Racism and homophobia are taken seriously as hate crimes, but sexism is often dismissed as 'banter' or harmless. Now Nottinghamshire Police has become the first force in the country to record harassment of women as a hate crime. The policy was officially launched in mid-July, and now could be taken up by other police forces including Devon, Cornwall, Lincolnshire and Durham. Could this set a precedent for other regions? What's the difference between an admiring glance, and an intimidating stare? And is it the kind of behavior that can be policed?
Taking cannabis for medical reasons should be made legal, says a group of politicians. The All Party Parliamentary Group on Drug Policy Reform wants the Home Office to reclassify herbal cannabis under existing drug laws, putting it in the same category as steroids and sedatives - meaning doctors could prescribe cannabis to patients, and chemists could dispense it. Patients might even be allowed to grow limited amounts of cannabis for their own consumption. At the moment anyone using the drug, even for medical reasons, could be charged for possession. The NHS warns that cannabis use carries a number of risks, including harm to mental health, fertility or unborn babies. The Government has also stated there are no plans to legalise cannabis. But is it time to change how we think about drugs, and move towards a more relaxed attitude like some of our European counterparts? Do the benefits of using cannabis to those suffering from ailments outweigh the risks?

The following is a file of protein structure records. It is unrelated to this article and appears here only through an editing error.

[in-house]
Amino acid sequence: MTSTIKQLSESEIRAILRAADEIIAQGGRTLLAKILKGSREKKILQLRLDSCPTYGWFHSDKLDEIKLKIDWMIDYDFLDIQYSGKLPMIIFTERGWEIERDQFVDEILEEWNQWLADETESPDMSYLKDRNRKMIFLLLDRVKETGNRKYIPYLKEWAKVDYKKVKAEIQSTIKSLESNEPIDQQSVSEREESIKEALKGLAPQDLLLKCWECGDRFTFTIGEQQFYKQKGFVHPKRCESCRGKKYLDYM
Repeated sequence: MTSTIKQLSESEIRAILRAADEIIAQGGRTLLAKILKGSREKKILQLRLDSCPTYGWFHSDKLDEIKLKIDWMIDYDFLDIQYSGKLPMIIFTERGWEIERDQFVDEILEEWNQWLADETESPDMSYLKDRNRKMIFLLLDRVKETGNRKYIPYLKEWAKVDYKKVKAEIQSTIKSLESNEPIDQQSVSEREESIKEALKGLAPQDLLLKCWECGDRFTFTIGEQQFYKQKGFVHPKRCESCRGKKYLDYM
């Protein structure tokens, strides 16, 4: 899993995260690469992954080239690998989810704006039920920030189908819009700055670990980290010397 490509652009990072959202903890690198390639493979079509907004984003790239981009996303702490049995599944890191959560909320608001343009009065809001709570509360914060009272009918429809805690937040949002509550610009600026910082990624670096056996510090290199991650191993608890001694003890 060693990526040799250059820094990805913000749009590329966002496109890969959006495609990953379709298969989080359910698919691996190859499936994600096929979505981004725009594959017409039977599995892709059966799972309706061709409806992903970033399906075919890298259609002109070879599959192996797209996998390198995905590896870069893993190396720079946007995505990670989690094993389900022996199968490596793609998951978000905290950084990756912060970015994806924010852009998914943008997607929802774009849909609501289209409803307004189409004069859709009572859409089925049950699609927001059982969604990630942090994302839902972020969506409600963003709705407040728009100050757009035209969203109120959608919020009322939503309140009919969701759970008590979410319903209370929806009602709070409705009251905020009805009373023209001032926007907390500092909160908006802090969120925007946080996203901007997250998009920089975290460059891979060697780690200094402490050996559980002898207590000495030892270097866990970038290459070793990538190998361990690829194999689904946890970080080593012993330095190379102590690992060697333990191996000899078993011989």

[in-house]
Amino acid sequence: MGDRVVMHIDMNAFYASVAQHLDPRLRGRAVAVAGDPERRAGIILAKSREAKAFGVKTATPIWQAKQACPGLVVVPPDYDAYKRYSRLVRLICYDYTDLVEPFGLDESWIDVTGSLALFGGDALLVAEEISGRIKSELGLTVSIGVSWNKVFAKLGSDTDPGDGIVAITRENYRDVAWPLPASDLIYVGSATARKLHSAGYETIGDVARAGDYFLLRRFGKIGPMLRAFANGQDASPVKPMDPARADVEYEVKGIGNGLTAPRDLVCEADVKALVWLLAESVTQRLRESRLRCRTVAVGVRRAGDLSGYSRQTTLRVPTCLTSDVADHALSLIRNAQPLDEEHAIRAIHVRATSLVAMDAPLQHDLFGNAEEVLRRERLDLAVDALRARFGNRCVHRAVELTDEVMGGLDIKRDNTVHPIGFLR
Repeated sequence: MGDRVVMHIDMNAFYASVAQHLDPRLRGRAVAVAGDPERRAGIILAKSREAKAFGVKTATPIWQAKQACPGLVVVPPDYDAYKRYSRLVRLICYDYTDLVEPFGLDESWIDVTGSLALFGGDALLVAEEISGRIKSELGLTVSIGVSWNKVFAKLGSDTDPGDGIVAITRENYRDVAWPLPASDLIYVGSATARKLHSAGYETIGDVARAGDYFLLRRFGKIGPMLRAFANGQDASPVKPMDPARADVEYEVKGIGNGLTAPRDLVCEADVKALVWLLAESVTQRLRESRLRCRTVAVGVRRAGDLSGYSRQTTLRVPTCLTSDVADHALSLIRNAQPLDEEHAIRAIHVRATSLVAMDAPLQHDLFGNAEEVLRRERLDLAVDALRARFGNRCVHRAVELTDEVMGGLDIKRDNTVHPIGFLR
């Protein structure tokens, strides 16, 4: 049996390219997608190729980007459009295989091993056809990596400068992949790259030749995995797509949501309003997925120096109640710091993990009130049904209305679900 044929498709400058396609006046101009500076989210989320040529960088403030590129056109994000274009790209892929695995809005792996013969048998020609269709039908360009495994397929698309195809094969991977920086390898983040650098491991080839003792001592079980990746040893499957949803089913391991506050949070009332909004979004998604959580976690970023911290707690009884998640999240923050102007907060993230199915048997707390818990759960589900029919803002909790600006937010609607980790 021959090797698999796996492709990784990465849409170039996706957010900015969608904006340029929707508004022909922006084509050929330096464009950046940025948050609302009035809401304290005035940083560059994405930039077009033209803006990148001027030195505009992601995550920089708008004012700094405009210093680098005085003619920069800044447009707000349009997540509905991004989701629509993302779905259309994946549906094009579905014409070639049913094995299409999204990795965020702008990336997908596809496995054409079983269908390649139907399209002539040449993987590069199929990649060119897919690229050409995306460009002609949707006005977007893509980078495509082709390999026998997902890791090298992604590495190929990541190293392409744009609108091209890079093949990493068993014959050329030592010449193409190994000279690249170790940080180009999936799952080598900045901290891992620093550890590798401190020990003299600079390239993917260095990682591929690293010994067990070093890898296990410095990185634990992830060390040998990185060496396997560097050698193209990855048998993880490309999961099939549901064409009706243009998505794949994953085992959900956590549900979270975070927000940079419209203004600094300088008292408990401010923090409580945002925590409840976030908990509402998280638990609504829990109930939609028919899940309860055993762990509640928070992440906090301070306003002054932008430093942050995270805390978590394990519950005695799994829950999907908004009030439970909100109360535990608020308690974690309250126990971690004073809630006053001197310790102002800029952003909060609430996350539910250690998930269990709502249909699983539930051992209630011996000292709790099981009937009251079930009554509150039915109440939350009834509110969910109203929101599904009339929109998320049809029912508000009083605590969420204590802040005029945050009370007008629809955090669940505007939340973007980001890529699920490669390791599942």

Plus Tommy Sandhu meets Britain's favourite gardener Alan Titchmarsh. The pair reminisce about Ground Force being the Great British Bake Off of their day, and how after writing numerous gardening books, Alan now enjoys penning romantic novels. And X Factor star Jahméne Douglas performs his single 'I Wish' for World Peace Day.
Naga Munchetty and a panel of guests discuss the moral and ethical issues of the day.
Naga Munchetty and a panel of guests discuss the moral and ethical issues of the day.